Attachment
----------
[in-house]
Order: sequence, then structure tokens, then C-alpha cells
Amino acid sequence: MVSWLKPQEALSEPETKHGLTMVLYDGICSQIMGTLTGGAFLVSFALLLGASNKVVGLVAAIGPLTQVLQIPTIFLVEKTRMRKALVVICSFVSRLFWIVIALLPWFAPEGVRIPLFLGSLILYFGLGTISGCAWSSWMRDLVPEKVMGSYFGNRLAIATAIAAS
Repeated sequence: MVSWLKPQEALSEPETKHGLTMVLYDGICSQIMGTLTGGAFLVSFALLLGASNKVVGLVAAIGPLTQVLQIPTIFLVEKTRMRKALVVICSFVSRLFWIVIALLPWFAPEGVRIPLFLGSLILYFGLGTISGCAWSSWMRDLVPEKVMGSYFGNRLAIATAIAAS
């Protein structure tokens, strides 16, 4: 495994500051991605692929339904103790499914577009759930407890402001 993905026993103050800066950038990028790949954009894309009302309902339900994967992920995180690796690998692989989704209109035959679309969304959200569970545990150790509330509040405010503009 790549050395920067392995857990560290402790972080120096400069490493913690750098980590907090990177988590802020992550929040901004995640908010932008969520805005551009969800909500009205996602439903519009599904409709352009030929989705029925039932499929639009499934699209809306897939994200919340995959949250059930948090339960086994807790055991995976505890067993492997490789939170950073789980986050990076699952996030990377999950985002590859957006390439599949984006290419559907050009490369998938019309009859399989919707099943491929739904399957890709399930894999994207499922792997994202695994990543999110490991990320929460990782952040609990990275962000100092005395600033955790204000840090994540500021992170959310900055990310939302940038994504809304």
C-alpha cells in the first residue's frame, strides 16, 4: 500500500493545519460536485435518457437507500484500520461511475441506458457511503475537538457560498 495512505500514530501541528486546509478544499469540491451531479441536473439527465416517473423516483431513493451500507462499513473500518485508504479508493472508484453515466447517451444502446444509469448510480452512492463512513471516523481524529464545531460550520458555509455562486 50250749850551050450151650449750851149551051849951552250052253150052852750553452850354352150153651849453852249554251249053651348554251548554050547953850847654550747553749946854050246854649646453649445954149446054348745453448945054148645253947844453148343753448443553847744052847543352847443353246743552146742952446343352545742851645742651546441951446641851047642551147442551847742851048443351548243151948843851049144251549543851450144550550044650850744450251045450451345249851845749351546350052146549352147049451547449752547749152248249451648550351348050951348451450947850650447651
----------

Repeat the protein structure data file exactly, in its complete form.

[in-house]
Order: sequence, then structure tokens, then C-alpha cells
Amino acid sequence: MVSWLKPQEALSEPETKHGLTMVLYDGICSQIMGTLTGGAFLVSFALLLGASNKVVGLVAAIGPLTQVLQIPTIFLVEKTRMRKALVVICSFVSRLFWIVIALLPWFAPEGVRIPLFLGSLILYFGLGTISGCAWSSWMRDLVPEKVMGSYFGNRLAIATAIAAS
Repeated sequence: MVSWLKPQEALSEPETKHGLTMVLYDGICSQIMGTLTGGAFLVSFALLLGASNKVVGLVAAIGPLTQVLQIPTIFLVEKTRMRKALVVICSFVSRLFWIVIALLPWFAPEGVRIPLFLGSLILYFGLGTISGCAWSSWMRDLVPEKVMGSYFGNRLAIATAIAAS
């Protein structure tokens, strides 16, 4: 495994500051991605692929339904103790499914577009759930407890402001 993905026993103050800066950038990028790949954009894309009302309902339900994967992920995180690796690998692989989704209109035959679309969304959200569970545990150790509330509040405010503009 790549050395920067392995857990560290402790972080120096400069490493913690750098980590907090990177988590802020992550929040901004995640908010932008969520805005551009969800909500009205996602439903519009599904409709352009030929989705029925039932499929639009499934699209809306897939994200919340995959949250059930948090339960086994807790055991995976505890067993492997490789939170950073789980986050990076699952996030990377999950985002590859957006390439599949984006290419559907050009490369998938019309009859399989919707099943491929739904399957890709399930894999994207499922792997994202695994990543999110490991990320929460990782952040609990990275962000100092005395600033955790204000840090994540500021992170959310900055990310939302940038994504809304």
C-alpha cells in the first residue's frame, strides 16, 4: 500500500493545519460536485435518457437507500484500520461511475441506458457511503475537538457560498 495512505500514530501541528486546509478544499469540491451531479441536473439527465416517473423516483431513493451500507462499513473500518485508504479508493472508484453515466447517451444502446444509469448510480452512492463512513471516523481524529464545531460550520458555509455562486 50250749850551050450151650449750851149551051849951552250052253150052852750553452850354352150153651849453852249554251249053651348554251548554050547953850847654550747553749946854050246854649646453649445954149446054348745453448945054148645253947844453148343753448443553847744052847543352847443353246743552146742952446343352545742851645742651546441951446641851047642551147442551847742851048443351548243151948843851049144251549543851450144550550044650850744450251045450451345249851845749351546350052146549352147049451547449752547749152248249451648550351348050951348451450947850650447651